It is this emulation of the Harrison 32C console that is the key component of the DAW to be honest, because by comparison to many other DAWs, the Harrison Mixbus 32C is lacking features, particularly in the MIDI side of things. Harrison’s focus to be fair, is on old school analogue mixing, for a modern world, and I for one love that fact.

If you want to do many of the things you do in Digital Performer or Reaper, Cubase etc, then keep using it. If however your needs are minimal in terms of MIDI, and you simply want to mix audio tracks, buy Mixbus 32C. Of course, there is nothing wrong with using both, your existing DAW for all the things you currently do in terms of MIDI, time stretching etc. Export your stems and mix in Mixbus 32C. Why? Read on!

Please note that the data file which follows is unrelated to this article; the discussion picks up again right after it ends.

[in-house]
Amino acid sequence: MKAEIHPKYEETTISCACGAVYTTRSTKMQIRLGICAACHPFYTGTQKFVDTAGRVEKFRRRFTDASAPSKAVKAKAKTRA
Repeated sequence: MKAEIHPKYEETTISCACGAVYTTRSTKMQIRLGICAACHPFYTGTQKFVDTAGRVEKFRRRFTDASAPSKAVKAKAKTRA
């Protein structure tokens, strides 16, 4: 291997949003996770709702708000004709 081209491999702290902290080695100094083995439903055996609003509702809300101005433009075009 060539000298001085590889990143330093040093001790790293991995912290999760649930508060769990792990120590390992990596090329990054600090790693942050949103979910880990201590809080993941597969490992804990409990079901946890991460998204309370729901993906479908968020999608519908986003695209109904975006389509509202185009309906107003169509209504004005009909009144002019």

Harrison Mixbus 32C

Where every other DAW on the planet just about is trying to be a modern day take on a old school art of mixing and recording, Harrison have literally gone old school and placed a preference on sound quality over having the largest list of features. Mixing on Mixbus 32C is akin to working within the limitations of a true analogue console in many respects.

For example, you do not have an unlimited number of buses, you are limited to 12 buses, just like a real hardware console. I say limited, but I have never found myself wanting more to be honest, then again I do not mix songs with 150 tracks etc so your mileage may vary.